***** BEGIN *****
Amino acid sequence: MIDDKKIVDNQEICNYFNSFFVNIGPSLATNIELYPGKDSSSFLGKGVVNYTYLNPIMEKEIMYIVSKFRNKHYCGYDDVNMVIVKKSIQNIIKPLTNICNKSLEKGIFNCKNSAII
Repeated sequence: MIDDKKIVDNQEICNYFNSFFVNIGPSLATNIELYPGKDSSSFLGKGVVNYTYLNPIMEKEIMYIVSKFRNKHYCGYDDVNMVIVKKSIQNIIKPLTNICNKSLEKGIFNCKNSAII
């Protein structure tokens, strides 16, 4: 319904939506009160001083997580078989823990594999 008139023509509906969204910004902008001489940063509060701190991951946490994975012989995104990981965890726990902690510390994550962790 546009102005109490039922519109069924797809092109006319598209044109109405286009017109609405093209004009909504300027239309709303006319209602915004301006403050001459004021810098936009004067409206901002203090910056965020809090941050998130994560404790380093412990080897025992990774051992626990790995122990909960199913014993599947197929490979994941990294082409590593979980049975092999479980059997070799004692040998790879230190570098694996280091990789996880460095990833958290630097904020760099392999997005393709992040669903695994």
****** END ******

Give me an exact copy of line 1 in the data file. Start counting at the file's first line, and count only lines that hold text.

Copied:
Amino acid sequence: MIDDKKIVDNQEICNYFNSFFVNIGPSLATNIELYPGKDSSSFLGKGVVNYTYLNPIMEKEIMYIVSKFRNKHYCGYDDVNMVIVKKSIQNIIKPLTNICNKSLEKGIFNCKNSAII